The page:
4 March 2017.
Lucio Dalla would have turned his seventy-fourth birthday.
But he died on the 1st of March 2012.
Lucio was an Italian musician, composer, songwriter, activist, performer, talent scout, TV producer, and actor.
He was a living legend. A milestone of Italian musical history and heritage.
I have had so many songs of him in my head lately. Lucio’s music is like a story full of adventures.
Each song takes my mind far away. Where I can roam like a fish chasing thoughts.
I miss him so much.
Lucio was the voice of post-war aspirations and frustrations yet his words still sounds so contemporary. His lyrics ranged from the lives of ordinary people to his love for the sea, from issues surrounding environment to issues of migration and injustices. And, of course, he wrote about love.
Love is love. Even if it will not last until tomorrow, he sang.
Lucio’s birthday — March 4, 1943 — became famous , as giving the title to his first wide-recognized success, in 1971, after the original name, “Jesus Child,” was censored. This song was also interpreted in French by Dalida, and in Brasilian by Chico Buarque de Hollanda.
His most-known song, Caruso, sold millions of copies even in the United States and Canada, and it was recorded by many singers, including Julio Iglesias, Luciano Pavarotti and Josh Groban.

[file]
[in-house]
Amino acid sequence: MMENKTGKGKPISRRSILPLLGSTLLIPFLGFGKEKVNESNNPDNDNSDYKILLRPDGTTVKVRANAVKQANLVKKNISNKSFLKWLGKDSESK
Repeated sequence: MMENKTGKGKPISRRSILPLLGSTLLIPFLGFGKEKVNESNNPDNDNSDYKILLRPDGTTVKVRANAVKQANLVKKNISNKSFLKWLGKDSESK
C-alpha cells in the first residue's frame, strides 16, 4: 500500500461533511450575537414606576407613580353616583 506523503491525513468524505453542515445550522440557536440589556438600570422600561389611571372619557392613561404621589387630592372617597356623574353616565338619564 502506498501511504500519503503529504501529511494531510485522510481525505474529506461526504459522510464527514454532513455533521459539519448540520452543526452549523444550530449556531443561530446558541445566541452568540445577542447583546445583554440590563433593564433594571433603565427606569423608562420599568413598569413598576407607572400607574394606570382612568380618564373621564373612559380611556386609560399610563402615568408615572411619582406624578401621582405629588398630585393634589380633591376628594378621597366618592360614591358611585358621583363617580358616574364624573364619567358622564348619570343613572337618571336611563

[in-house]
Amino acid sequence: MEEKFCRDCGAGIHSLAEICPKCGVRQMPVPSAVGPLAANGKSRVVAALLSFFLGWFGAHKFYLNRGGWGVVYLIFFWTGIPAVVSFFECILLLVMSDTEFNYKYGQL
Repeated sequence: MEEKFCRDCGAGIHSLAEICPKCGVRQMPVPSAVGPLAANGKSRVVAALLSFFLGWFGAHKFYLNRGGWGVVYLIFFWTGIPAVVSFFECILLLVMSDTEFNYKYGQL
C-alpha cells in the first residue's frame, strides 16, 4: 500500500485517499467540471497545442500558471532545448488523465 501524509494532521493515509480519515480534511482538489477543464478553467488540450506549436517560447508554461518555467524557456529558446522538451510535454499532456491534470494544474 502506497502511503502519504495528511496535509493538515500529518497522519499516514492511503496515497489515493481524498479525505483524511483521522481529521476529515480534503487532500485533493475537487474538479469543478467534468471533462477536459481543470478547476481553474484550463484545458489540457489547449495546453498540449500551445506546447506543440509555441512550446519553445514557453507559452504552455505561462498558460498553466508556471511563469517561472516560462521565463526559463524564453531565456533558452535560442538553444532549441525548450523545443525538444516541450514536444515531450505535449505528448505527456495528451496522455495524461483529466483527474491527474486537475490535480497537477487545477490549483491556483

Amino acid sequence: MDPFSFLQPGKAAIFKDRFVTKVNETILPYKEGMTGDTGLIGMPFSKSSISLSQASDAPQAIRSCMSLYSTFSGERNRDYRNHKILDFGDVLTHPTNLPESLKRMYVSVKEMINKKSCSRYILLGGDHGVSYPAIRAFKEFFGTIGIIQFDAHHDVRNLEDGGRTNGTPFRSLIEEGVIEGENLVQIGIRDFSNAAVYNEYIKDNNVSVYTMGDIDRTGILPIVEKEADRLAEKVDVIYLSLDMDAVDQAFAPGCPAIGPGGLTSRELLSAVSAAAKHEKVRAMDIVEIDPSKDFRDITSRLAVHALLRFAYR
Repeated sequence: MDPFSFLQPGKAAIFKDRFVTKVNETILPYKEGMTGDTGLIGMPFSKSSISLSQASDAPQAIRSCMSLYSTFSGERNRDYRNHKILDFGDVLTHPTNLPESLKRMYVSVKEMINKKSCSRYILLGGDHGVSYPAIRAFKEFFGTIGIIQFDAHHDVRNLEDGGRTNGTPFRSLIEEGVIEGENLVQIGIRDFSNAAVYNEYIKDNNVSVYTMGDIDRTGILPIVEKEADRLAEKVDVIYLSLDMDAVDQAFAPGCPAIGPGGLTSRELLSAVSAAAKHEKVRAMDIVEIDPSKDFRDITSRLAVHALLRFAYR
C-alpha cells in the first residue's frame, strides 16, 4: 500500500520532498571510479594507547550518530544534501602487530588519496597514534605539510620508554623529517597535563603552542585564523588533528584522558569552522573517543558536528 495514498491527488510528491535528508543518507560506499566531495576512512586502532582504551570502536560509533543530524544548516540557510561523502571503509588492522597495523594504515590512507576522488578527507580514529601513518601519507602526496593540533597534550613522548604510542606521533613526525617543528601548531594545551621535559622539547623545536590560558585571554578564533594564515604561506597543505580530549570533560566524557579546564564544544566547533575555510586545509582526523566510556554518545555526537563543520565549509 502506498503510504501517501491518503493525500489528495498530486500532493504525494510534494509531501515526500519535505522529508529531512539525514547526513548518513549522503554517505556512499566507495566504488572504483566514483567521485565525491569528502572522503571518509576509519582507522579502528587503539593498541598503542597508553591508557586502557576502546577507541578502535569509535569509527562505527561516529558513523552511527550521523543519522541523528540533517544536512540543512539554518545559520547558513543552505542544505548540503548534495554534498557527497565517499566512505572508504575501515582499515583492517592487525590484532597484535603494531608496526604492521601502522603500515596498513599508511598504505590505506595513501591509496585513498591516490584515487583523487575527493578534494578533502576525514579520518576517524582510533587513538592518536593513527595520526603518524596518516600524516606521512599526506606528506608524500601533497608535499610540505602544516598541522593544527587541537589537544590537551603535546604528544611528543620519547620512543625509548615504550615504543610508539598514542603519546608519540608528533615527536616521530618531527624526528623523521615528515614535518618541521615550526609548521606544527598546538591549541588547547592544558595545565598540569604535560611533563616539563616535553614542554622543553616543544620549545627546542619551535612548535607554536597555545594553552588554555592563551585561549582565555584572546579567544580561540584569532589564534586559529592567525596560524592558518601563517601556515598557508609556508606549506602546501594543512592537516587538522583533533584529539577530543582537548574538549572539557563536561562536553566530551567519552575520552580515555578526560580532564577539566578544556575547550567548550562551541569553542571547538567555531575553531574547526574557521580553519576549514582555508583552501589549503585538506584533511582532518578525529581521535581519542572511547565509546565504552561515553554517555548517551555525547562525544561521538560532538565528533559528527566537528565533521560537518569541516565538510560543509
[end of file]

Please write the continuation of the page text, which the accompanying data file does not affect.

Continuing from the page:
My love for Italian music, for the imaginative words and constructions that my language allows, owes everything to Lucio.
I was only 1 year old when Lucio sang the song ‘Beware of the Wolf’ . I was 4 years old when I learned that song’s lyrics, and I was 13 years old when I understood that it was not talking about Little Red Riding Hood.
Nowadays, I keep on telling ‘Call me in twenty-years’ to my ex-boyfriend, because now I do not know what to tell him. But Lucio tells me, by then, I’ll know.
‘If I was an angel’, I would not spend my time punishing all the corrupts, but rather I would sing ‘All life long’ with Lucio.
I would like to think that he is still out there somewhere. Where the sea shines and the wind blows strong like in an old terrace facing the gulf of Sorrento. Or maybe, he is just in a little alley in Rome, waiting for another ‘Evening of miracles’ in the night of ‘The last moon’.
My cousin believes he must be hiding in a wood. Where there is a little small house, with many small and coloured windows, and a little woman with two big eyes made for watching.
If so, beware of the wolf Lucio! Beware!